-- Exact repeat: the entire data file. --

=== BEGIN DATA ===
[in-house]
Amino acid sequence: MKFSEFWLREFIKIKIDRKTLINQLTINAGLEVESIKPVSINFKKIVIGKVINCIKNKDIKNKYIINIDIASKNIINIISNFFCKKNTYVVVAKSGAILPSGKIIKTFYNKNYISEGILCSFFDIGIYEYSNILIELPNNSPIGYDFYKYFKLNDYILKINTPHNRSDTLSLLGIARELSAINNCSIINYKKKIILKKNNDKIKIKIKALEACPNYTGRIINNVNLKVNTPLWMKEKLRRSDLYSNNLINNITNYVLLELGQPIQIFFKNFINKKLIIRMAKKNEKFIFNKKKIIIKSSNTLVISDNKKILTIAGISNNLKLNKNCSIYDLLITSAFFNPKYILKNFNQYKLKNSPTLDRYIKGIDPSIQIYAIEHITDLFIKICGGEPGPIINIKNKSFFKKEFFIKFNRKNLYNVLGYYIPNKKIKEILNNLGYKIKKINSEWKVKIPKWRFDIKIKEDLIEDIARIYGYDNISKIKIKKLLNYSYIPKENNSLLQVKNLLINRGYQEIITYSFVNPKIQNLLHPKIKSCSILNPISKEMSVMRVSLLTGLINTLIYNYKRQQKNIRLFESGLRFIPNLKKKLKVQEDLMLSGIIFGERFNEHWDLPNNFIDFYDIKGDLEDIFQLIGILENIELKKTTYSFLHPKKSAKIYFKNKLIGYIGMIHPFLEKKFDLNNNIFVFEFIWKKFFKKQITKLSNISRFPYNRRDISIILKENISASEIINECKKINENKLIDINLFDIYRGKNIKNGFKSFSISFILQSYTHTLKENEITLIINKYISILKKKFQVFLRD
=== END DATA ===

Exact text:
[in-house]
Amino acid sequence: MKFSEFWLREFIKIKIDRKTLINQLTINAGLEVESIKPVSINFKKIVIGKVINCIKNKDIKNKYIINIDIASKNIINIISNFFCKKNTYVVVAKSGAILPSGKIIKTFYNKNYISEGILCSFFDIGIYEYSNILIELPNNSPIGYDFYKYFKLNDYILKINTPHNRSDTLSLLGIARELSAINNCSIINYKKKIILKKNNDKIKIKIKALEACPNYTGRIINNVNLKVNTPLWMKEKLRRSDLYSNNLINNITNYVLLELGQPIQIFFKNFINKKLIIRMAKKNEKFIFNKKKIIIKSSNTLVISDNKKILTIAGISNNLKLNKNCSIYDLLITSAFFNPKYILKNFNQYKLKNSPTLDRYIKGIDPSIQIYAIEHITDLFIKICGGEPGPIINIKNKSFFKKEFFIKFNRKNLYNVLGYYIPNKKIKEILNNLGYKIKKINSEWKVKIPKWRFDIKIKEDLIEDIARIYGYDNISKIKIKKLLNYSYIPKENNSLLQVKNLLINRGYQEIITYSFVNPKIQNLLHPKIKSCSILNPISKEMSVMRVSLLTGLINTLIYNYKRQQKNIRLFESGLRFIPNLKKKLKVQEDLMLSGIIFGERFNEHWDLPNNFIDFYDIKGDLEDIFQLIGILENIELKKTTYSFLHPKKSAKIYFKNKLIGYIGMIHPFLEKKFDLNNNIFVFEFIWKKFFKKQITKLSNISRFPYNRRDISIILKENISASEIINECKKINENKLIDINLFDIYRGKNIKNGFKSFSISFILQSYTHTLKENEITLIINKYISILKKKFQVFLRD